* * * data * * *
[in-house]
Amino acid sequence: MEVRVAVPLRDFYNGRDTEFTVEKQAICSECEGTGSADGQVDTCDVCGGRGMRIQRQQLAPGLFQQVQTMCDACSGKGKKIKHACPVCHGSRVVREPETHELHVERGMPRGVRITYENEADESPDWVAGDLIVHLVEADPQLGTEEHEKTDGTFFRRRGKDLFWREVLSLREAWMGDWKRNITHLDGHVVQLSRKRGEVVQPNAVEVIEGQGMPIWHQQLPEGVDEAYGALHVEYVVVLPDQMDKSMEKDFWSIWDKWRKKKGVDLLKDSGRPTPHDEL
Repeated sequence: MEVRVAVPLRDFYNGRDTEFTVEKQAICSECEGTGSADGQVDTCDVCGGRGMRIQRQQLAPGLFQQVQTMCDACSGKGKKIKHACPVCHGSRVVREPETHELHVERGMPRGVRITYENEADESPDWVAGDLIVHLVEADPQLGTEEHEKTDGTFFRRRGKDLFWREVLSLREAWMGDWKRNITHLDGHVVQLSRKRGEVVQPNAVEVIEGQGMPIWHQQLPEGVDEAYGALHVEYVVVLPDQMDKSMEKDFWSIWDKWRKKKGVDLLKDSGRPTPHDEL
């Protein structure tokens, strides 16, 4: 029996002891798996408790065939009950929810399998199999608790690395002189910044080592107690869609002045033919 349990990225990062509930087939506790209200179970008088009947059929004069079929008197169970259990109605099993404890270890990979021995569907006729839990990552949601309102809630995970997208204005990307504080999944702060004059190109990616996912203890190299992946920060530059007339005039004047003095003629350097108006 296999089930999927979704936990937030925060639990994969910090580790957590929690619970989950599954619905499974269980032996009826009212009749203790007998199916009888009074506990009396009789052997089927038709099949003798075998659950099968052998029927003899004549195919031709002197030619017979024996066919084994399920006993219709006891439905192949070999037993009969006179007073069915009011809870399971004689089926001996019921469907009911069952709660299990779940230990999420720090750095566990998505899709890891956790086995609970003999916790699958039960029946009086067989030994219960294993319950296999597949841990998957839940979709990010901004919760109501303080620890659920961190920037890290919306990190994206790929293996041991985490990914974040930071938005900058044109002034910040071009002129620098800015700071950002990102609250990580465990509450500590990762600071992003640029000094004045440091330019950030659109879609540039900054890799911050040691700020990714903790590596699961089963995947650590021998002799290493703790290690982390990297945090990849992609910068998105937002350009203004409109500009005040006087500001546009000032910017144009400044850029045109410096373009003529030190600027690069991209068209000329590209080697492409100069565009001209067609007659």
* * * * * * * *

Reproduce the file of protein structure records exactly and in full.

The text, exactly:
[in-house]
Amino acid sequence: MEVRVAVPLRDFYNGRDTEFTVEKQAICSECEGTGSADGQVDTCDVCGGRGMRIQRQQLAPGLFQQVQTMCDACSGKGKKIKHACPVCHGSRVVREPETHELHVERGMPRGVRITYENEADESPDWVAGDLIVHLVEADPQLGTEEHEKTDGTFFRRRGKDLFWREVLSLREAWMGDWKRNITHLDGHVVQLSRKRGEVVQPNAVEVIEGQGMPIWHQQLPEGVDEAYGALHVEYVVVLPDQMDKSMEKDFWSIWDKWRKKKGVDLLKDSGRPTPHDEL
Repeated sequence: MEVRVAVPLRDFYNGRDTEFTVEKQAICSECEGTGSADGQVDTCDVCGGRGMRIQRQQLAPGLFQQVQTMCDACSGKGKKIKHACPVCHGSRVVREPETHELHVERGMPRGVRITYENEADESPDWVAGDLIVHLVEADPQLGTEEHEKTDGTFFRRRGKDLFWREVLSLREAWMGDWKRNITHLDGHVVQLSRKRGEVVQPNAVEVIEGQGMPIWHQQLPEGVDEAYGALHVEYVVVLPDQMDKSMEKDFWSIWDKWRKKKGVDLLKDSGRPTPHDEL
């Protein structure tokens, strides 16, 4: 029996002891798996408790065939009950929810399998199999608790690395002189910044080592107690869609002045033919 349990990225990062509930087939506790209200179970008088009947059929004069079929008197169970259990109605099993404890270890990979021995569907006729839990990552949601309102809630995970997208204005990307504080999944702060004059190109990616996912203890190299992946920060530059007339005039004047003095003629350097108006 296999089930999927979704936990937030925060639990994969910090580790957590929690619970989950599954619905499974269980032996009826009212009749203790007998199916009888009074506990009396009789052997089927038709099949003798075998659950099968052998029927003899004549195919031709002197030619017979024996066919084994399920006993219709006891439905192949070999037993009969006179007073069915009011809870399971004689089926001996019921469907009911069952709660299990779940230990999420720090750095566990998505899709890891956790086995609970003999916790699958039960029946009086067989030994219960294993319950296999597949841990998957839940979709990010901004919760109501303080620890659920961190920037890290919306990190994206790929293996041991985490990914974040930071938005900058044109002034910040071009002129620098800015700071950002990102609250990580465990509450500590990762600071992003640029000094004045440091330019950030659109879609540039900054890799911050040691700020990714903790590596699961089963995947650590021998002799290493703790290690982390990297945090990849992609910068998105937002350009203004409109500009005040006087500001546009000032910017144009400044850029045109410096373009003529030190600027690069991209068209000329590209080697492409100069565009001209067609007659």